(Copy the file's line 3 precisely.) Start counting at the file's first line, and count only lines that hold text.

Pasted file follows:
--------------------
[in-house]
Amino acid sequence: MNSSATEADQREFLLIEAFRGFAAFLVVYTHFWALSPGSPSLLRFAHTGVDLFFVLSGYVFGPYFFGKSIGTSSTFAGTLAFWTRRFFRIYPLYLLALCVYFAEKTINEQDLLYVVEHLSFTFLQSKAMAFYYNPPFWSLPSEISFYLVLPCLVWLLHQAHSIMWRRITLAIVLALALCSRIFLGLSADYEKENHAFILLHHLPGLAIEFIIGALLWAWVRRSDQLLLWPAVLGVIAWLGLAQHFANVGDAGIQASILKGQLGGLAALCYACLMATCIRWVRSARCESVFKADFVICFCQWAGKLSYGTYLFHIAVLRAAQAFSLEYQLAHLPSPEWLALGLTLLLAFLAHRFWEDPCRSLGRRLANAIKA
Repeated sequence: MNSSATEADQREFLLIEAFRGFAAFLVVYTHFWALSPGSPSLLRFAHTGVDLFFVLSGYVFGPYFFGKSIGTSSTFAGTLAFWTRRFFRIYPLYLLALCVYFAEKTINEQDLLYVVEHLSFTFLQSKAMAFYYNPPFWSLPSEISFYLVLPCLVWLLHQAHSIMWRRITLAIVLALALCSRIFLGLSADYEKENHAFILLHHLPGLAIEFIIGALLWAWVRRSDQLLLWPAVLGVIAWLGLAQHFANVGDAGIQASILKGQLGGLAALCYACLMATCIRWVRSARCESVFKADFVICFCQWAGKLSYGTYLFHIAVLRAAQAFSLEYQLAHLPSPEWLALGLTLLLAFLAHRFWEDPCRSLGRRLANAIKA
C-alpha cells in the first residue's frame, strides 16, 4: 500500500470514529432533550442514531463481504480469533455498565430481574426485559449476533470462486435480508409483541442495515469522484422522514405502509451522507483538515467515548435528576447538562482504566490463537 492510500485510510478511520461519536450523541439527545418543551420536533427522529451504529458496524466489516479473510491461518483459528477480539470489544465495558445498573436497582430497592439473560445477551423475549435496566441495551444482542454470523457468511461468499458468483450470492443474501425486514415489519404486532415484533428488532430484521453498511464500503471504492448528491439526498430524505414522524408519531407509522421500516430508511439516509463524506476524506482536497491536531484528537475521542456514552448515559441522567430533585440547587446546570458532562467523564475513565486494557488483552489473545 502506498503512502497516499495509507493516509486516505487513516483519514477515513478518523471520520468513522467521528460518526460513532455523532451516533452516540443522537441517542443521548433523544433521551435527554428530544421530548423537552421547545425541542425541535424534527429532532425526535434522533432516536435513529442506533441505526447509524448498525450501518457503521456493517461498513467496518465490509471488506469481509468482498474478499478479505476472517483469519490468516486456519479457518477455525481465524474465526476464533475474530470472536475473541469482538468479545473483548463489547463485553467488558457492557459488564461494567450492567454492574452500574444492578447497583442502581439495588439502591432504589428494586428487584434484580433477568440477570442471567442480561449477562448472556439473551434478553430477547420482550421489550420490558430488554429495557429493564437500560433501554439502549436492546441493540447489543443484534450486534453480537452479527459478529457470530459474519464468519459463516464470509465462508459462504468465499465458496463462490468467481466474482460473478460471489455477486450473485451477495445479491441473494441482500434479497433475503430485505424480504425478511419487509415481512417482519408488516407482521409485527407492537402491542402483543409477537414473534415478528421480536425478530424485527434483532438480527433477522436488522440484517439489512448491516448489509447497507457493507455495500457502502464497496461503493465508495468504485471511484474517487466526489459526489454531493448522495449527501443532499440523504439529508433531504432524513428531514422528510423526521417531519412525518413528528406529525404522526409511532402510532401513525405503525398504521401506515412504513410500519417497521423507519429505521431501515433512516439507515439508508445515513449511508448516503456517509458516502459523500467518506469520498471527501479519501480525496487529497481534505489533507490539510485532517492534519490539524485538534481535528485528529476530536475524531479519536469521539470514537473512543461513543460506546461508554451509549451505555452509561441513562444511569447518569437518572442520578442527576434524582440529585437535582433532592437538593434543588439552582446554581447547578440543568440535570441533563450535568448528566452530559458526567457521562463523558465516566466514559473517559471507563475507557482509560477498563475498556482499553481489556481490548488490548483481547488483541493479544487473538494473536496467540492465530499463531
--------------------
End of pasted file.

Repeated sequence: MNSSATEADQREFLLIEAFRGFAAFLVVYTHFWALSPGSPSLLRFAHTGVDLFFVLSGYVFGPYFFGKSIGTSSTFAGTLAFWTRRFFRIYPLYLLALCVYFAEKTINEQDLLYVVEHLSFTFLQSKAMAFYYNPPFWSLPSEISFYLVLPCLVWLLHQAHSIMWRRITLAIVLALALCSRIFLGLSADYEKENHAFILLHHLPGLAIEFIIGALLWAWVRRSDQLLLWPAVLGVIAWLGLAQHFANVGDAGIQASILKGQLGGLAALCYACLMATCIRWVRSARCESVFKADFVICFCQWAGKLSYGTYLFHIAVLRAAQAFSLEYQLAHLPSPEWLALGLTLLLAFLAHRFWEDPCRSLGRRLANAIKA